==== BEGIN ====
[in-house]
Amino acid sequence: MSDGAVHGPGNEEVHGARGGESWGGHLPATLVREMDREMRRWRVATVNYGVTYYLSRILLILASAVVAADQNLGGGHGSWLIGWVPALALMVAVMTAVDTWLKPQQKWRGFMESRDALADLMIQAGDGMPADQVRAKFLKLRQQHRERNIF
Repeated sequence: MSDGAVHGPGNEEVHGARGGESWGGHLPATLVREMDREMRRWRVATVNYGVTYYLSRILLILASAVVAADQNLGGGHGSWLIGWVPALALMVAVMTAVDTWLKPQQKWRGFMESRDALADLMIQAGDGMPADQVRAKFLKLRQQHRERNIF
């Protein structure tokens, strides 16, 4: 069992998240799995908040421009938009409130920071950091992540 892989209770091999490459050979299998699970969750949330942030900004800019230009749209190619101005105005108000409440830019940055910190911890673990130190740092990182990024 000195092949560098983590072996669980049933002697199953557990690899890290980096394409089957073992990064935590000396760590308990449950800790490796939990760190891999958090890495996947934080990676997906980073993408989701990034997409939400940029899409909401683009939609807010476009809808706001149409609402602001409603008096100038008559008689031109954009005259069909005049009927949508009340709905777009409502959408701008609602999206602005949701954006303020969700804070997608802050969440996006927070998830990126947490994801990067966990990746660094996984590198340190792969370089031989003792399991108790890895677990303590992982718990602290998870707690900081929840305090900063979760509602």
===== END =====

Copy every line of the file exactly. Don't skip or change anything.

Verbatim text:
[in-house]
Amino acid sequence: MSDGAVHGPGNEEVHGARGGESWGGHLPATLVREMDREMRRWRVATVNYGVTYYLSRILLILASAVVAADQNLGGGHGSWLIGWVPALALMVAVMTAVDTWLKPQQKWRGFMESRDALADLMIQAGDGMPADQVRAKFLKLRQQHRERNIF
Repeated sequence: MSDGAVHGPGNEEVHGARGGESWGGHLPATLVREMDREMRRWRVATVNYGVTYYLSRILLILASAVVAADQNLGGGHGSWLIGWVPALALMVAVMTAVDTWLKPQQKWRGFMESRDALADLMIQAGDGMPADQVRAKFLKLRQQHRERNIF
């Protein structure tokens, strides 16, 4: 069992998240799995908040421009938009409130920071950091992540 892989209770091999490459050979299998699970969750949330942030900004800019230009749209190619101005105005108000409440830019940055910190911890673990130190740092990182990024 000195092949560098983590072996669980049933002697199953557990690899890290980096394409089957073992990064935590000396760590308990449950800790490796939990760190891999958090890495996947934080990676997906980073993408989701990034997409939400940029899409909401683009939609807010476009809808706001149409609402602001409603008096100038008559008689031109954009005259069909005049009927949508009340709905777009409502959408701008609602999206602005949701954006303020969700804070997608802050969440996006927070998830990126947490994801990067966990990746660094996984590198340190792969370089031989003792399991108790890895677990303590992982718990602290998870707690900081929840305090900063979760509602």